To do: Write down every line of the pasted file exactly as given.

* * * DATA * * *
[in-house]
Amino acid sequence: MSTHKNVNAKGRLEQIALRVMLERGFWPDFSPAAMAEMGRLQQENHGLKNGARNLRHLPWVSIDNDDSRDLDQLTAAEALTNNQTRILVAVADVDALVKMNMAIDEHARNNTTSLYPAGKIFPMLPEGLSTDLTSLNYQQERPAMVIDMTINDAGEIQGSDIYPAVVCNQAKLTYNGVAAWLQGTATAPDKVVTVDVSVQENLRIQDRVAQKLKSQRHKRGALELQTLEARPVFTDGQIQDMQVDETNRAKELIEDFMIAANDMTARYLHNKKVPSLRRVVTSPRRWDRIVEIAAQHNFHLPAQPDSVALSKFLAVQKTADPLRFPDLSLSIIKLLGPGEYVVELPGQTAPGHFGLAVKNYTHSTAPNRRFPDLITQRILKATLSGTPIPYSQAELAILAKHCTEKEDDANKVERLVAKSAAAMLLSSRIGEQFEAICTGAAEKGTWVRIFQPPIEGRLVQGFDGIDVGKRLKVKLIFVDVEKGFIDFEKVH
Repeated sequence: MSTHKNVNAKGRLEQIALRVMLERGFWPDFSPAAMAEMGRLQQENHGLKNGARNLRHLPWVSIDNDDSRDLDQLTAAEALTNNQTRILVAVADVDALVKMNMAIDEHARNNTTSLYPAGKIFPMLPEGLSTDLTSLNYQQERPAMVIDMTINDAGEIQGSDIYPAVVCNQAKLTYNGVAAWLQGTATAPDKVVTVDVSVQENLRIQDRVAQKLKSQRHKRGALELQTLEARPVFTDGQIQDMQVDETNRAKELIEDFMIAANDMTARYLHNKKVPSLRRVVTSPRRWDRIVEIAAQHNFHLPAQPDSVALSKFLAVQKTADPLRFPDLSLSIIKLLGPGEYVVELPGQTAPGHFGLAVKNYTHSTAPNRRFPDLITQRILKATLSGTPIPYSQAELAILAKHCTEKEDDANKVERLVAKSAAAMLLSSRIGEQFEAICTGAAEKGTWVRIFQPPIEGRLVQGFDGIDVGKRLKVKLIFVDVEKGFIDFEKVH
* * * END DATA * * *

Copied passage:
[in-house]
Amino acid sequence: MSTHKNVNAKGRLEQIALRVMLERGFWPDFSPAAMAEMGRLQQENHGLKNGARNLRHLPWVSIDNDDSRDLDQLTAAEALTNNQTRILVAVADVDALVKMNMAIDEHARNNTTSLYPAGKIFPMLPEGLSTDLTSLNYQQERPAMVIDMTINDAGEIQGSDIYPAVVCNQAKLTYNGVAAWLQGTATAPDKVVTVDVSVQENLRIQDRVAQKLKSQRHKRGALELQTLEARPVFTDGQIQDMQVDETNRAKELIEDFMIAANDMTARYLHNKKVPSLRRVVTSPRRWDRIVEIAAQHNFHLPAQPDSVALSKFLAVQKTADPLRFPDLSLSIIKLLGPGEYVVELPGQTAPGHFGLAVKNYTHSTAPNRRFPDLITQRILKATLSGTPIPYSQAELAILAKHCTEKEDDANKVERLVAKSAAAMLLSSRIGEQFEAICTGAAEKGTWVRIFQPPIEGRLVQGFDGIDVGKRLKVKLIFVDVEKGFIDFEKVH
Repeated sequence: MSTHKNVNAKGRLEQIALRVMLERGFWPDFSPAAMAEMGRLQQENHGLKNGARNLRHLPWVSIDNDDSRDLDQLTAAEALTNNQTRILVAVADVDALVKMNMAIDEHARNNTTSLYPAGKIFPMLPEGLSTDLTSLNYQQERPAMVIDMTINDAGEIQGSDIYPAVVCNQAKLTYNGVAAWLQGTATAPDKVVTVDVSVQENLRIQDRVAQKLKSQRHKRGALELQTLEARPVFTDGQIQDMQVDETNRAKELIEDFMIAANDMTARYLHNKKVPSLRRVVTSPRRWDRIVEIAAQHNFHLPAQPDSVALSKFLAVQKTADPLRFPDLSLSIIKLLGPGEYVVELPGQTAPGHFGLAVKNYTHSTAPNRRFPDLITQRILKATLSGTPIPYSQAELAILAKHCTEKEDDANKVERLVAKSAAAMLLSSRIGEQFEAICTGAAEKGTWVRIFQPPIEGRLVQGFDGIDVGKRLKVKLIFVDVEKGFIDFEKVH